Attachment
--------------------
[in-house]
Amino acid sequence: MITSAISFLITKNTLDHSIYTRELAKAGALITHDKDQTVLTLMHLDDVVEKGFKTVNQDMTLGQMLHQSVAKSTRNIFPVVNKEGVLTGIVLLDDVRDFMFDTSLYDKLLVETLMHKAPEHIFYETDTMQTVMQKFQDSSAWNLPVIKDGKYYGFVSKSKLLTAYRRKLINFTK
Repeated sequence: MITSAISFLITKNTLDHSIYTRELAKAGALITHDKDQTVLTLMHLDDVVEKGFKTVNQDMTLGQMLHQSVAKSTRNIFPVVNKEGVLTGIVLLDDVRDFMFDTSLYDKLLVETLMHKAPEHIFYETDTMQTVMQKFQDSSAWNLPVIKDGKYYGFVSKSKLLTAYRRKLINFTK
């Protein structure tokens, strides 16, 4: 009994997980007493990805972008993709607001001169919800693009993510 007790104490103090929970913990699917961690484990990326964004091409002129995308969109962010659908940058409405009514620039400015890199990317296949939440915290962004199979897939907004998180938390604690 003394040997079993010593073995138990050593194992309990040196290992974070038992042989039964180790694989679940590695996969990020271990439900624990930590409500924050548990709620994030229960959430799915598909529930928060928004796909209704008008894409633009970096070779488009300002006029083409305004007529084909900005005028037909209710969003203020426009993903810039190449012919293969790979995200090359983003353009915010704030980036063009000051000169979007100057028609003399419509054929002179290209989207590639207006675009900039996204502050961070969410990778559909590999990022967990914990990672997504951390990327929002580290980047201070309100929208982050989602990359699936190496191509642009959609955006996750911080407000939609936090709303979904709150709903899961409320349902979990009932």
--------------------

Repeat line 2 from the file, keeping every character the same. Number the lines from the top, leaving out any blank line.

Amino acid sequence: MITSAISFLITKNTLDHSIYTRELAKAGALITHDKDQTVLTLMHLDDVVEKGFKTVNQDMTLGQMLHQSVAKSTRNIFPVVNKEGVLTGIVLLDDVRDFMFDTSLYDKLLVETLMHKAPEHIFYETDTMQTVMQKFQDSSAWNLPVIKDGKYYGFVSKSKLLTAYRRKLINFTK